Recent news about bond market rout and the resulting rising yields across the globe and especially in the US caught many by surprise. Investors fear that assets which are sensitive to rising rates in the US could have a hard time. However the fears appear baseless if we taken into consideration the reason for the spike in the bond yields.
Blame Central Bank Exhaustion for Rising Long Duration Bond Yields
Central banks, most importantly BOJ, ECB, SNB, stand exhausted. It is important to note that sharp decline in the bond yields (rise in prices) in the post GFC world is largely due to QE programs initiated by major central banks across the globe. Now that the banks appear to have run out of steam, the long duration yields on the rise.
Since the end of 2012, it is the Bank of Japan which has been driving the JGB yields lower and forcing other central banks to ease. ECB has been the major victim of BOJ’s stimulus and thus had to come out in retaliation with its own QE, negative rates etc. So it can be concluded that it was BOJ which drove yields lower across the globe.
However, BOJ is now looking to steepen its yield curve (push up the long duration bond yields) in order to support banks and pension funds suffering due to negative rates. Furthermore, there are concerns about bond market liquidity, which too is forcing BOJ to consider steepening the yield curve. Given that it was BOJ which lead the way lower, it is safe to assume the steepening of the yield curve is being led by BOJ as well. So it is quite clear that the steepening of the yield curve is due to central bank exhaustion, thus there is little reason to worry about a gold sell-off due to rising bond yields. Moreover, central bank exhaustion is actually a sign of worry and could add to safe haven appeal of the yellow metal.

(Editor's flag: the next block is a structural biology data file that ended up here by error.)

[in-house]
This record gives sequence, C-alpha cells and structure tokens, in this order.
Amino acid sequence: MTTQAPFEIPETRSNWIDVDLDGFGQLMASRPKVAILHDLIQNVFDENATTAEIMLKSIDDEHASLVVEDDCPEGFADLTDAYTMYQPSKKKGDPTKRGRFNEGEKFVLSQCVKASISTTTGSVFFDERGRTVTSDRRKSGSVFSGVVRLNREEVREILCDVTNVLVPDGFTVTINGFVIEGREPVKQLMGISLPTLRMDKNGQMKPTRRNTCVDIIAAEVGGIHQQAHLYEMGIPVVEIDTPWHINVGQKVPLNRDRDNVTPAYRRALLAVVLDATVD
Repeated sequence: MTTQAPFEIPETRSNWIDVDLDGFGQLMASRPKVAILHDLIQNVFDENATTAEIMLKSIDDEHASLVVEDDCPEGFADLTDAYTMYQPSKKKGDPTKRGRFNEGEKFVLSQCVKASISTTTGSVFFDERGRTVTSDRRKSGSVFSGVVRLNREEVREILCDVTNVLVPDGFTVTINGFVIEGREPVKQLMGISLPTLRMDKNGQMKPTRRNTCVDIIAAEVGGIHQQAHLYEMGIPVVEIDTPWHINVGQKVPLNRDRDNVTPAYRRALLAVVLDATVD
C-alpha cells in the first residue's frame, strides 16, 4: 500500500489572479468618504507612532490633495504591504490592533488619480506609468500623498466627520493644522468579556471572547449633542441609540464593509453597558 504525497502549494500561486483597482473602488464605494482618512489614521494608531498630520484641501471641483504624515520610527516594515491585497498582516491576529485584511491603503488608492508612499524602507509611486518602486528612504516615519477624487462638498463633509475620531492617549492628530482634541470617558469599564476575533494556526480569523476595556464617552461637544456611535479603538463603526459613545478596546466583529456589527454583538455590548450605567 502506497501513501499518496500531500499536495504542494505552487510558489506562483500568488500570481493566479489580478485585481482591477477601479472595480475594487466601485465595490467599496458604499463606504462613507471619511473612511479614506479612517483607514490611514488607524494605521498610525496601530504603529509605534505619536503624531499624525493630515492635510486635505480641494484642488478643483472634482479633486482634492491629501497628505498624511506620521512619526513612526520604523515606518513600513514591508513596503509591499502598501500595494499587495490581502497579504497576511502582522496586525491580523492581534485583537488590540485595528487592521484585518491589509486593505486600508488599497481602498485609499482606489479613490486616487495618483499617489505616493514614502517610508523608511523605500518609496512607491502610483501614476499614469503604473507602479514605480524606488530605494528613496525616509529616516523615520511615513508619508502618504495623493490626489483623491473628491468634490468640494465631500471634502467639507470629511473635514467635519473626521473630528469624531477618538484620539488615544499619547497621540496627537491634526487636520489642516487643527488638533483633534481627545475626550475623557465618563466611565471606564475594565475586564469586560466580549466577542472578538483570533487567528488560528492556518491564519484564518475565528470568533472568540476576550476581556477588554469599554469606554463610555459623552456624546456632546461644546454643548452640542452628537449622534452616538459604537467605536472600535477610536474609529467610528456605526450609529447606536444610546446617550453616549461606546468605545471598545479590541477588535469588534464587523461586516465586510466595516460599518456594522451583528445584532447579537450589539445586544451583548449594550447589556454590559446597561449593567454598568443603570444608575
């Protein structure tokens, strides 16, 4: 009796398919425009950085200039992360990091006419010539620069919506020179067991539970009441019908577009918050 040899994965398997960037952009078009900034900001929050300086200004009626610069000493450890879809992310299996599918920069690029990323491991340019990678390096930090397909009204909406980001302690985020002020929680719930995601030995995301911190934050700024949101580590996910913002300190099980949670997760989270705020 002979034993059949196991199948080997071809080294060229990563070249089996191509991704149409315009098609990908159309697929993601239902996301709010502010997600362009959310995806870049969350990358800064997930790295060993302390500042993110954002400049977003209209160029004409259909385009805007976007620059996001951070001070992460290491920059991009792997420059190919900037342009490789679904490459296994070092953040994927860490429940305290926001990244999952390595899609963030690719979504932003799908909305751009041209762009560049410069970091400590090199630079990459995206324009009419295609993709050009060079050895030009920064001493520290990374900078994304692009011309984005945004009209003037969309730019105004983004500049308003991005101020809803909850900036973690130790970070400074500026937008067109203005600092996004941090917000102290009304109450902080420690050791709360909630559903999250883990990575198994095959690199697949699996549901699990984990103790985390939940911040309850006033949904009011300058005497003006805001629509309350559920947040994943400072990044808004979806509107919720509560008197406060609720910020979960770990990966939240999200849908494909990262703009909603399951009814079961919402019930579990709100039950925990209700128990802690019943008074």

Central Bank Exhaustion Leads to Fiscalism & Higher Inflation
Another point worth noting is that central bank exhaustion would eventually force governments to come up with fiscal stimulus. No wonder, there are growing calls for fiscal spending across the advanced world. This is supportive for gold because fiscal spending is more efficient in pushing up inflation than monetary effort.
Rising Yields to Hurt Equities
The side effect of central bank easing over the last few years and the falling bond yields has been an unprecedented stock market rally. Consequently, central bank exhaustion and the resulting rise in the yields could hurt gold, thus increasing the hedging/haven demand for gold.
NIRP/ZIRP Remain Intact
Central bank exhaustion does not mean interest rates would move higher. Negative interest rate/zero interest rate policy is here to stay for a long time. Moreover, a combination of NIRP/ZIRP + fiscal stimulus means a rise in hedge (inflation) demand for gold. Note that central bank exhaustion merely means rates cannot be lowered further without destabilizing markets. By no means has it suggested that rates would be hiked.
To conclude a long story short, the metal is likely to see a dip demand and there is little reason to worry about a major sell-off. On a larger scheme of things, the metal is likely to breach $1400 mark and move towards $1500 by end Q2 2017.
Author: Omkar Godbole, FXStreet.com